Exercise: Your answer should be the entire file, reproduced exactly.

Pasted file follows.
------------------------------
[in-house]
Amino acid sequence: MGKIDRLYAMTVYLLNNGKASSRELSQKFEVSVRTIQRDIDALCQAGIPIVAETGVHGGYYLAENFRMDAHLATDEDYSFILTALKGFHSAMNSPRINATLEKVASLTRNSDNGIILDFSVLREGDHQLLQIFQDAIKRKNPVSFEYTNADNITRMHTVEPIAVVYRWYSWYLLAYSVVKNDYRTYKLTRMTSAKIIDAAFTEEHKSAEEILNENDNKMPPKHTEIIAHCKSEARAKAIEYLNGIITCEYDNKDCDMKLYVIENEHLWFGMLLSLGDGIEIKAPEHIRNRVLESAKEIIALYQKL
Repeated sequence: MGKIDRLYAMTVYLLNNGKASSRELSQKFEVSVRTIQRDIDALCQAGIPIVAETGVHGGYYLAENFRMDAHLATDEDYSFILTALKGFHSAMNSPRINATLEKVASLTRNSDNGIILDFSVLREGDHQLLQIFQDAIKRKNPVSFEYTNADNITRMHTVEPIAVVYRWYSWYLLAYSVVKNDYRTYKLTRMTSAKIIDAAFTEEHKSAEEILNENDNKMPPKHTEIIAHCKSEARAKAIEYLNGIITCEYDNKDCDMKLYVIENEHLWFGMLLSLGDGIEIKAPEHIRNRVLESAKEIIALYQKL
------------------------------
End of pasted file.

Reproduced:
[in-house]
Amino acid sequence: MGKIDRLYAMTVYLLNNGKASSRELSQKFEVSVRTIQRDIDALCQAGIPIVAETGVHGGYYLAENFRMDAHLATDEDYSFILTALKGFHSAMNSPRINATLEKVASLTRNSDNGIILDFSVLREGDHQLLQIFQDAIKRKNPVSFEYTNADNITRMHTVEPIAVVYRWYSWYLLAYSVVKNDYRTYKLTRMTSAKIIDAAFTEEHKSAEEILNENDNKMPPKHTEIIAHCKSEARAKAIEYLNGIITCEYDNKDCDMKLYVIENEHLWFGMLLSLGDGIEIKAPEHIRNRVLESAKEIIALYQKL
Repeated sequence: MGKIDRLYAMTVYLLNNGKASSRELSQKFEVSVRTIQRDIDALCQAGIPIVAETGVHGGYYLAENFRMDAHLATDEDYSFILTALKGFHSAMNSPRINATLEKVASLTRNSDNGIILDFSVLREGDHQLLQIFQDAIKRKNPVSFEYTNADNITRMHTVEPIAVVYRWYSWYLLAYSVVKNDYRTYKLTRMTSAKIIDAAFTEEHKSAEEILNENDNKMPPKHTEIIAHCKSEARAKAIEYLNGIITCEYDNKDCDMKLYVIENEHLWFGMLLSLGDGIEIKAPEHIRNRVLESAKEIIALYQKL